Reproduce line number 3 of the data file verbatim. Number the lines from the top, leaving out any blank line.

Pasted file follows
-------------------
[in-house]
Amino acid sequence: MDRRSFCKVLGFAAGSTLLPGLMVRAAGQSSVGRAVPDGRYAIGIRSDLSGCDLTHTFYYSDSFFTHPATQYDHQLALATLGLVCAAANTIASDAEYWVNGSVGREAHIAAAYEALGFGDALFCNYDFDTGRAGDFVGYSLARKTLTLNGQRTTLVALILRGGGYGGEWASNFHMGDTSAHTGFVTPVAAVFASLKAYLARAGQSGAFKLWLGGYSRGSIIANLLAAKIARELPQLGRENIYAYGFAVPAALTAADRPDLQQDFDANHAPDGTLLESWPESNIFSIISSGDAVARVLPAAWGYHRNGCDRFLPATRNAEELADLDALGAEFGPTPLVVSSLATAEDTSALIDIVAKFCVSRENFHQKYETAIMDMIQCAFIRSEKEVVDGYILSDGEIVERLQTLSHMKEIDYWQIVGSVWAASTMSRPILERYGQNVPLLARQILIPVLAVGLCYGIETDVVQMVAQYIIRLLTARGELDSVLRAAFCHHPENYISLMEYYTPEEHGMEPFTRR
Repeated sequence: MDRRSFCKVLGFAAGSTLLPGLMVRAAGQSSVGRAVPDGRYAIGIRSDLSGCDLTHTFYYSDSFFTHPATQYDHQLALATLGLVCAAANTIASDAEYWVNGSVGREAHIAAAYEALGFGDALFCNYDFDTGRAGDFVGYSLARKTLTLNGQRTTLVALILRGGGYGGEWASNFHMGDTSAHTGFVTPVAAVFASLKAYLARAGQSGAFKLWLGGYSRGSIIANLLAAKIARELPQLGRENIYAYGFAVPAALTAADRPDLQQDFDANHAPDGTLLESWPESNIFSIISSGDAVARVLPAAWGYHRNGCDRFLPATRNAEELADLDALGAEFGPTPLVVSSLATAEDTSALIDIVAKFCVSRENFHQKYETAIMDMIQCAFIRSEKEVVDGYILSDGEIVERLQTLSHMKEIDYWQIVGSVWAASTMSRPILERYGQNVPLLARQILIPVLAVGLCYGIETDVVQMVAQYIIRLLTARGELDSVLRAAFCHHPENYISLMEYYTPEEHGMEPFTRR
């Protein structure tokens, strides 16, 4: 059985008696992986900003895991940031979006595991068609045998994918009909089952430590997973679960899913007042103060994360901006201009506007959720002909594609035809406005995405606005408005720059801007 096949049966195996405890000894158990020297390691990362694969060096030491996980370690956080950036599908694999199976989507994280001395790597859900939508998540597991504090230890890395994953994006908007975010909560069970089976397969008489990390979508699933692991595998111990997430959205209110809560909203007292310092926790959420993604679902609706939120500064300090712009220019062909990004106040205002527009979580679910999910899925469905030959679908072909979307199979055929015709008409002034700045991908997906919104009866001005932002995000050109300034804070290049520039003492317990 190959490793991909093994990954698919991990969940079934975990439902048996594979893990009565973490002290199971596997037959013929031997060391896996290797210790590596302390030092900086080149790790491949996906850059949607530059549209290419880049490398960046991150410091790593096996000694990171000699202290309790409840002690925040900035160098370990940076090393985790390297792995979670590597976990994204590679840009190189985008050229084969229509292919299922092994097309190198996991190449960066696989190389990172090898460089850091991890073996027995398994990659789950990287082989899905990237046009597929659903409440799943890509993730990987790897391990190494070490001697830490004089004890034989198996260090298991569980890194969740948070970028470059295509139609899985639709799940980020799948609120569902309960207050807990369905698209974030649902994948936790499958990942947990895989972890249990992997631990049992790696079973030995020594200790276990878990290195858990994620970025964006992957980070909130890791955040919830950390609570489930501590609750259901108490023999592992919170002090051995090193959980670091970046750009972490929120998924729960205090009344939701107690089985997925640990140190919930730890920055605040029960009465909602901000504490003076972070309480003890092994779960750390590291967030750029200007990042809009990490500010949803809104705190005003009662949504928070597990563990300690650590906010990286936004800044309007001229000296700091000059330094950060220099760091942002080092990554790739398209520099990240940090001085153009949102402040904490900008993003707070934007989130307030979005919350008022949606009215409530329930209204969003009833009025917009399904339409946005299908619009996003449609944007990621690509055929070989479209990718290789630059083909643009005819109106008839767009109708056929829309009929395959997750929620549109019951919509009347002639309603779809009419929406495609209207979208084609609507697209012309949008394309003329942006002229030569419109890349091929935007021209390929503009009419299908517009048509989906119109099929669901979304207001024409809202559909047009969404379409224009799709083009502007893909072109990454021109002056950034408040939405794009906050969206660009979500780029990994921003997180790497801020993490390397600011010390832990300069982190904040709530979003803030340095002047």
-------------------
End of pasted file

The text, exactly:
Repeated sequence: MDRRSFCKVLGFAAGSTLLPGLMVRAAGQSSVGRAVPDGRYAIGIRSDLSGCDLTHTFYYSDSFFTHPATQYDHQLALATLGLVCAAANTIASDAEYWVNGSVGREAHIAAAYEALGFGDALFCNYDFDTGRAGDFVGYSLARKTLTLNGQRTTLVALILRGGGYGGEWASNFHMGDTSAHTGFVTPVAAVFASLKAYLARAGQSGAFKLWLGGYSRGSIIANLLAAKIARELPQLGRENIYAYGFAVPAALTAADRPDLQQDFDANHAPDGTLLESWPESNIFSIISSGDAVARVLPAAWGYHRNGCDRFLPATRNAEELADLDALGAEFGPTPLVVSSLATAEDTSALIDIVAKFCVSRENFHQKYETAIMDMIQCAFIRSEKEVVDGYILSDGEIVERLQTLSHMKEIDYWQIVGSVWAASTMSRPILERYGQNVPLLARQILIPVLAVGLCYGIETDVVQMVAQYIIRLLTARGELDSVLRAAFCHHPENYISLMEYYTPEEHGMEPFTRR